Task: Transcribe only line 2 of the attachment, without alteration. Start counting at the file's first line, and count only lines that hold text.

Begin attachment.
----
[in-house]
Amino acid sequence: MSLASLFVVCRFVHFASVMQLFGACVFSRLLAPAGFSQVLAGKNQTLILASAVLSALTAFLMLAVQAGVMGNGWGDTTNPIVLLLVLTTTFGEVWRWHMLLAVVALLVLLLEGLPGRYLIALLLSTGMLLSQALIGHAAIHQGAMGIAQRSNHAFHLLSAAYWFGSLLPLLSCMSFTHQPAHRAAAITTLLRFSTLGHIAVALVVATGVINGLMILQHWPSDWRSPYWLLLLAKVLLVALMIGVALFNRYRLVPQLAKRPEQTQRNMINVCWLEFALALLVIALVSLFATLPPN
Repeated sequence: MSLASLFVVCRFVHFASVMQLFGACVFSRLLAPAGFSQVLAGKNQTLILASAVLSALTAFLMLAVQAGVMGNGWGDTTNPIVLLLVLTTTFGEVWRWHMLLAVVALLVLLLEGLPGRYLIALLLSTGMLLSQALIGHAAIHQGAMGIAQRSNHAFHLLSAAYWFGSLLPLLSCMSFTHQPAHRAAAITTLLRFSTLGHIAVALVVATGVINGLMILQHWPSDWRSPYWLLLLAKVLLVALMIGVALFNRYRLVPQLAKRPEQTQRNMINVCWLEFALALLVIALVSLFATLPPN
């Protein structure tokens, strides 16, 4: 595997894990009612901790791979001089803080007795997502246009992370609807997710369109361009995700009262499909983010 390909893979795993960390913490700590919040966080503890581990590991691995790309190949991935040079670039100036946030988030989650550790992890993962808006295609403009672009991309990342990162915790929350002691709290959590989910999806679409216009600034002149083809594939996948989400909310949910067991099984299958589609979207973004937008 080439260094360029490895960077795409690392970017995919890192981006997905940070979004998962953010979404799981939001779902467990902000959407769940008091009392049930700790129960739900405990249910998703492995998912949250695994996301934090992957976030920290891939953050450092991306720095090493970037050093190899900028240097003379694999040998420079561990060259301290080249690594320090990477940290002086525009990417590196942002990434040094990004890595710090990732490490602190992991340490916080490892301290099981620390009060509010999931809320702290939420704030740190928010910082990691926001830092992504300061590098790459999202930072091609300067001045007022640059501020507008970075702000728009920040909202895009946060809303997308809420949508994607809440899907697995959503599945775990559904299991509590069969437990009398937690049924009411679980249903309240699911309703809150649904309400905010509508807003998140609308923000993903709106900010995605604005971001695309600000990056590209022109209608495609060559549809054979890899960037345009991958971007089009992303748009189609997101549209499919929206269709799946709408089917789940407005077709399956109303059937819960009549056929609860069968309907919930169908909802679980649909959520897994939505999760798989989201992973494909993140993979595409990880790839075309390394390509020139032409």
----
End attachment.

Amino acid sequence: MSLASLFVVCRFVHFASVMQLFGACVFSRLLAPAGFSQVLAGKNQTLILASAVLSALTAFLMLAVQAGVMGNGWGDTTNPIVLLLVLTTTFGEVWRWHMLLAVVALLVLLLEGLPGRYLIALLLSTGMLLSQALIGHAAIHQGAMGIAQRSNHAFHLLSAAYWFGSLLPLLSCMSFTHQPAHRAAAITTLLRFSTLGHIAVALVVATGVINGLMILQHWPSDWRSPYWLLLLAKVLLVALMIGVALFNRYRLVPQLAKRPEQTQRNMINVCWLEFALALLVIALVSLFATLPPN